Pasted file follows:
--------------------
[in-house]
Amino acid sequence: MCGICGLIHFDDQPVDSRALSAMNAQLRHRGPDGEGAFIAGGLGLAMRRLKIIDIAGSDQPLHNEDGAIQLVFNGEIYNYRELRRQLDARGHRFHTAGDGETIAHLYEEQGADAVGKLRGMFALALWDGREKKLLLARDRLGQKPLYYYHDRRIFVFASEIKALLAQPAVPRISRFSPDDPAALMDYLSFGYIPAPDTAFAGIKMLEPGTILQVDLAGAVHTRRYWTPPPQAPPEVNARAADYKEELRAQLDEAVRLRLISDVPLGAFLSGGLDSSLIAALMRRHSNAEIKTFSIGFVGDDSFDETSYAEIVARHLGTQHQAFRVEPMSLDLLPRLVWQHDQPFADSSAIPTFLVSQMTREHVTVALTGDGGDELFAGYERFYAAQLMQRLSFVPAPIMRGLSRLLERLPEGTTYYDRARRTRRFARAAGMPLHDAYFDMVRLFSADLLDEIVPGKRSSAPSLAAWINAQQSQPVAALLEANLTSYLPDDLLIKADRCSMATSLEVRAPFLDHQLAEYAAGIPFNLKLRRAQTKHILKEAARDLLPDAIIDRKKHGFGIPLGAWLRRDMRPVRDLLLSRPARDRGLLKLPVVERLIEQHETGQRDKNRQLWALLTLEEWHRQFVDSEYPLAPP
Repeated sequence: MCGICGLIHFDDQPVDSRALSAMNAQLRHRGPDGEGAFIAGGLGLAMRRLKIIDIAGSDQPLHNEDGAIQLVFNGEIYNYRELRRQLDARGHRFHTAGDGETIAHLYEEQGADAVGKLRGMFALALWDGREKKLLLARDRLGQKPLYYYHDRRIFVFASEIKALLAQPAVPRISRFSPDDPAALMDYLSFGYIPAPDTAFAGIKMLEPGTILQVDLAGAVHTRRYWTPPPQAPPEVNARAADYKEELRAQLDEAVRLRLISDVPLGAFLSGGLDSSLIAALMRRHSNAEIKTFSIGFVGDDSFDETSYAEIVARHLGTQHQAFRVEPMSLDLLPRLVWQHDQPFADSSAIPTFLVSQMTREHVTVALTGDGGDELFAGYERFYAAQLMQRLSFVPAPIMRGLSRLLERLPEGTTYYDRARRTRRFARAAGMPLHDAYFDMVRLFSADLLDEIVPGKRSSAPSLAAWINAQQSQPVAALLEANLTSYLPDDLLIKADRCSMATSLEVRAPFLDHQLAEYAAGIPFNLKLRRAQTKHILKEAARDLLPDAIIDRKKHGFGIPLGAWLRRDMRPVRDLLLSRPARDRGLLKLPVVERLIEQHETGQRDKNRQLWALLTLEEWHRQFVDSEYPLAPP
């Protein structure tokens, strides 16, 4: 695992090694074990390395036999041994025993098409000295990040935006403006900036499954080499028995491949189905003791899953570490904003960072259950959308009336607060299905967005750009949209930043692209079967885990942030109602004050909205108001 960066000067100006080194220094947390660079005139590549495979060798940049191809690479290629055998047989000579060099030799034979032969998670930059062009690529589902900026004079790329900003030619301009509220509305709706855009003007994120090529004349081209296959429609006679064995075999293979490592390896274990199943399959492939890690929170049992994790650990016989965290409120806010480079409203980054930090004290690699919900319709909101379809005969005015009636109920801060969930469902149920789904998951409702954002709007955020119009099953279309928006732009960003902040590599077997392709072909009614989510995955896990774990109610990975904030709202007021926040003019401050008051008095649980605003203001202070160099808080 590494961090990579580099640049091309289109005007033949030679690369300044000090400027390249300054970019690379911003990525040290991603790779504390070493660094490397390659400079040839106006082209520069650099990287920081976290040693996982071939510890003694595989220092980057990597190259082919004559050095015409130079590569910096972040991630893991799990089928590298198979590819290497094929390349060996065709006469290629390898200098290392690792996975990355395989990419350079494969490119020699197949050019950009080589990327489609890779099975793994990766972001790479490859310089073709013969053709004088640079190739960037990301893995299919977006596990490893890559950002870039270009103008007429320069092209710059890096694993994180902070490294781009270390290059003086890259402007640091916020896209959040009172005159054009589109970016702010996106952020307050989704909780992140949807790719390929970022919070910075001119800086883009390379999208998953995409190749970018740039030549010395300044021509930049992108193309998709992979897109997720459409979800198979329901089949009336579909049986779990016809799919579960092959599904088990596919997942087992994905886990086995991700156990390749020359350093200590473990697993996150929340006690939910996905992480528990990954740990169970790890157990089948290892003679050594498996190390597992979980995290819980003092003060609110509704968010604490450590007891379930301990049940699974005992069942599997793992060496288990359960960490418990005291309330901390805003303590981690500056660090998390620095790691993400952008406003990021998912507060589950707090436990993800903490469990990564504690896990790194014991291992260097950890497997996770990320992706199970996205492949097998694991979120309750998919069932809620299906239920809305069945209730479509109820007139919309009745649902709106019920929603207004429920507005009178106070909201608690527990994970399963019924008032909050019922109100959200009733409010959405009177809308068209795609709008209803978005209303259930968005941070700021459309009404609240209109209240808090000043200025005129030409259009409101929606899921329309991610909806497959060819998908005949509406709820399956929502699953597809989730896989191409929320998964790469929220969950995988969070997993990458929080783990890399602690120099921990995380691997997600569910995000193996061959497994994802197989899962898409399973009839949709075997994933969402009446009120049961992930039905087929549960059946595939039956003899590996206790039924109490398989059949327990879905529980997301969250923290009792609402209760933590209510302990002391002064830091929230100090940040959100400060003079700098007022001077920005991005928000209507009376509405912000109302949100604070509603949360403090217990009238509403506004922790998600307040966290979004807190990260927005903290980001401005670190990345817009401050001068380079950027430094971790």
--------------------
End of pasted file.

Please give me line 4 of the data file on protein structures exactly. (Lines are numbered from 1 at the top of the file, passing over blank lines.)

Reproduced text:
């Protein structure tokens, strides 16, 4: 695992090694074990390395036999041994025993098409000295990040935006403006900036499954080499028995491949189905003791899953570490904003960072259950959308009336607060299905967005750009949209930043692209079967885990942030109602004050909205108001 960066000067100006080194220094947390660079005139590549495979060798940049191809690479290629055998047989000579060099030799034979032969998670930059062009690529589902900026004079790329900003030619301009509220509305709706855009003007994120090529004349081209296959429609006679064995075999293979490592390896274990199943399959492939890690929170049992994790650990016989965290409120806010480079409203980054930090004290690699919900319709909101379809005969005015009636109920801060969930469902149920789904998951409702954002709007955020119009099953279309928006732009960003902040590599077997392709072909009614989510995955896990774990109610990975904030709202007021926040003019401050008051008095649980605003203001202070160099808080 590494961090990579580099640049091309289109005007033949030679690369300044000090400027390249300054970019690379911003990525040290991603790779504390070493660094490397390659400079040839106006082209520069650099990287920081976290040693996982071939510890003694595989220092980057990597190259082919004559050095015409130079590569910096972040991630893991799990089928590298198979590819290497094929390349060996065709006469290629390898200098290392690792996975990355395989990419350079494969490119020699197949050019950009080589990327489609890779099975793994990766972001790479490859310089073709013969053709004088640079190739960037990301893995299919977006596990490893890559950002870039270009103008007429320069092209710059890096694993994180902070490294781009270390290059003086890259402007640091916020896209959040009172005159054009589109970016702010996106952020307050989704909780992140949807790719390929970022919070910075001119800086883009390379999208998953995409190749970018740039030549010395300044021509930049992108193309998709992979897109997720459409979800198979329901089949009336579909049986779990016809799919579960092959599904088990596919997942087992994905886990086995991700156990390749020359350093200590473990697993996150929340006690939910996905992480528990990954740990169970790890157990089948290892003679050594498996190390597992979980995290819980003092003060609110509704968010604490450590007891379930301990049940699974005992069942599997793992060496288990359960960490418990005291309330901390805003303590981690500056660090998390620095790691993400952008406003990021998912507060589950707090436990993800903490469990990564504690896990790194014991291992260097950890497997996770990320992706199970996205492949097998694991979120309750998919069932809620299906239920809305069945209730479509109820007139919309009745649902709106019920929603207004429920507005009178106070909201608690527990994970399963019924008032909050019922109100959200009733409010959405009177809308068209795609709008209803978005209303259930968005941070700021459309009404609240209109209240808090000043200025005129030409259009409101929606899921329309991610909806497959060819998908005949509406709820399956929502699953597809989730896989191409929320998964790469929220969950995988969070997993990458929080783990890399602690120099921990995380691997997600569910995000193996061959497994994802197989899962898409399973009839949709075997994933969402009446009120049961992930039905087929549960059946595939039956003899590996206790039924109490398989059949327990879905529980997301969250923290009792609402209760933590209510302990002391002064830091929230100090940040959100400060003079700098007022001077920005991005928000209507009376509405912000109302949100604070509603949360403090217990009238509403506004922790998600307040966290979004807190990260927005903290980001401005670190990345817009401050001068380079950027430094971790």